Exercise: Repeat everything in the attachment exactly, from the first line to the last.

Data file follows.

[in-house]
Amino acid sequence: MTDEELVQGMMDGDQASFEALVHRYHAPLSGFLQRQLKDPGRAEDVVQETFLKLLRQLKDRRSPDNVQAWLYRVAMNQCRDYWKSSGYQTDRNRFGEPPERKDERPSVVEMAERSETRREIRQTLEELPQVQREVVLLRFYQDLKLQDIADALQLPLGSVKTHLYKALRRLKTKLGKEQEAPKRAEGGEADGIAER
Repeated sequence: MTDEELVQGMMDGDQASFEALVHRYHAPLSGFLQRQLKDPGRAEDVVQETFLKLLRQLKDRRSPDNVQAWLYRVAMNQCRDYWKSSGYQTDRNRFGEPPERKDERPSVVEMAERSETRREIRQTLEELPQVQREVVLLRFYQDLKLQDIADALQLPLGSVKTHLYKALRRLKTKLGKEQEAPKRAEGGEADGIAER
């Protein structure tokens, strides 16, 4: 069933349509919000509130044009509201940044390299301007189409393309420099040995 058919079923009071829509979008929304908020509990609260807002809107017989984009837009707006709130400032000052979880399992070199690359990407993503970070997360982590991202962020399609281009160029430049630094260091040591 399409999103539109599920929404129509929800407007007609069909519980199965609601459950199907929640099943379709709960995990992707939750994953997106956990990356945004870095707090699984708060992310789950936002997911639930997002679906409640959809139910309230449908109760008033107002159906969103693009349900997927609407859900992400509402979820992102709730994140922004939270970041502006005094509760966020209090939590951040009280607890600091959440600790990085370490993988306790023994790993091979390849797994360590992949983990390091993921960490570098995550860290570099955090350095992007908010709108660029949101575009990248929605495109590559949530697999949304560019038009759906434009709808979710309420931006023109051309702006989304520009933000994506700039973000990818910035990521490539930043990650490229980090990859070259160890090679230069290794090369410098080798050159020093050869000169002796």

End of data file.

[in-house]
Amino acid sequence: MTDEELVQGMMDGDQASFEALVHRYHAPLSGFLQRQLKDPGRAEDVVQETFLKLLRQLKDRRSPDNVQAWLYRVAMNQCRDYWKSSGYQTDRNRFGEPPERKDERPSVVEMAERSETRREIRQTLEELPQVQREVVLLRFYQDLKLQDIADALQLPLGSVKTHLYKALRRLKTKLGKEQEAPKRAEGGEADGIAER
Repeated sequence: MTDEELVQGMMDGDQASFEALVHRYHAPLSGFLQRQLKDPGRAEDVVQETFLKLLRQLKDRRSPDNVQAWLYRVAMNQCRDYWKSSGYQTDRNRFGEPPERKDERPSVVEMAERSETRREIRQTLEELPQVQREVVLLRFYQDLKLQDIADALQLPLGSVKTHLYKALRRLKTKLGKEQEAPKRAEGGEADGIAER
């Protein structure tokens, strides 16, 4: 069933349509919000509130044009509201940044390299301007189409393309420099040995 058919079923009071829509979008929304908020509990609260807002809107017989984009837009707006709130400032000052979880399992070199690359990407993503970070997360982590991202962020399609281009160029430049630094260091040591 399409999103539109599920929404129509929800407007007609069909519980199965609601459950199907929640099943379709709960995990992707939750994953997106956990990356945004870095707090699984708060992310789950936002997911639930997002679906409640959809139910309230449908109760008033107002159906969103693009349900997927609407859900992400509402979820992102709730994140922004939270970041502006005094509760966020209090939590951040009280607890600091959440600790990085370490993988306790023994790993091979390849797994360590992949983990390091993921960490570098995550860290570099955090350095992007908010709108660029949101575009990248929605495109590559949530697999949304560019038009759906434009709808979710309420931006023109051309702006989304520009933000994506700039973000990818910035990521490539930043990650490229980090990859070259160890090679230069290794090369410098080798050159020093050869000169002796």